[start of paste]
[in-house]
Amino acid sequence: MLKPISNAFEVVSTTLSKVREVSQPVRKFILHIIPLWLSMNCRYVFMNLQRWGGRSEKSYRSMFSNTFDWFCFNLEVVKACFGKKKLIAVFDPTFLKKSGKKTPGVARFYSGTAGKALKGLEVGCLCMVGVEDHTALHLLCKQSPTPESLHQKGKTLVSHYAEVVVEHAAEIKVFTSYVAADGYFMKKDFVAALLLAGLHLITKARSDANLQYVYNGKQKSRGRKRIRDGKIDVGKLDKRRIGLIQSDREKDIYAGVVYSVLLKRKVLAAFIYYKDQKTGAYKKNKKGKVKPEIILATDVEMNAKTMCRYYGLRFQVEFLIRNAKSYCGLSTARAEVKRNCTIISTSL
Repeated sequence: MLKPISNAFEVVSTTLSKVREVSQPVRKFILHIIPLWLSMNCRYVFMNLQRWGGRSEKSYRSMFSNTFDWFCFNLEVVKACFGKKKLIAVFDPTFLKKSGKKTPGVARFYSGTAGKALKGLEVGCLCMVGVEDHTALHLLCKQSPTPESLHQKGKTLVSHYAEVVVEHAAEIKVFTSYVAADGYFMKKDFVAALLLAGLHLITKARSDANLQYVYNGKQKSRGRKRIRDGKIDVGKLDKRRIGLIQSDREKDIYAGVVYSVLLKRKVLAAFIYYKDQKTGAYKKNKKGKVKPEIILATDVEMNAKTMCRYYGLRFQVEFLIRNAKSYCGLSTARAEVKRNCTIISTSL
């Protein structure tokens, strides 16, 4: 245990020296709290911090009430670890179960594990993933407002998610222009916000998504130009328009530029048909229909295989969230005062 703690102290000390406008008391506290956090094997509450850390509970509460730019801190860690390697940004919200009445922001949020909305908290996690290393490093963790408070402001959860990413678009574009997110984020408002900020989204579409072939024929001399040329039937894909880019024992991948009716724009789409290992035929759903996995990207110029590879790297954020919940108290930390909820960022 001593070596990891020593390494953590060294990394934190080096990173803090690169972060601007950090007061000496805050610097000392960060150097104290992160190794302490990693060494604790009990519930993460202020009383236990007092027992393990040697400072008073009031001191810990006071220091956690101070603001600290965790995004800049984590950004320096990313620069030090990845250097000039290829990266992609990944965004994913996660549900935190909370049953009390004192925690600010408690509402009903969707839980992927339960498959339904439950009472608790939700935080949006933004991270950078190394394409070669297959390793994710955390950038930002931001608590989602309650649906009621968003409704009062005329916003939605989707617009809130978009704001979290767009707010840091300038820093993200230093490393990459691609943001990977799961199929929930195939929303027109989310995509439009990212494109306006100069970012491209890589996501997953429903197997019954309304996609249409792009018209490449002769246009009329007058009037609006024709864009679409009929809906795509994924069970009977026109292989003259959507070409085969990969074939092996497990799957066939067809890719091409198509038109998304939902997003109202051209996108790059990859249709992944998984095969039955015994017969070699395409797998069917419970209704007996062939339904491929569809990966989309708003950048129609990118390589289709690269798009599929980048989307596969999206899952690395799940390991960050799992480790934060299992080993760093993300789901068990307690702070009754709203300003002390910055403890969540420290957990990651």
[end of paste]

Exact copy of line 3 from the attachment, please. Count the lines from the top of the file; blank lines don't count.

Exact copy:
Repeated sequence: MLKPISNAFEVVSTTLSKVREVSQPVRKFILHIIPLWLSMNCRYVFMNLQRWGGRSEKSYRSMFSNTFDWFCFNLEVVKACFGKKKLIAVFDPTFLKKSGKKTPGVARFYSGTAGKALKGLEVGCLCMVGVEDHTALHLLCKQSPTPESLHQKGKTLVSHYAEVVVEHAAEIKVFTSYVAADGYFMKKDFVAALLLAGLHLITKARSDANLQYVYNGKQKSRGRKRIRDGKIDVGKLDKRRIGLIQSDREKDIYAGVVYSVLLKRKVLAAFIYYKDQKTGAYKKNKKGKVKPEIILATDVEMNAKTMCRYYGLRFQVEFLIRNAKSYCGLSTARAEVKRNCTIISTSL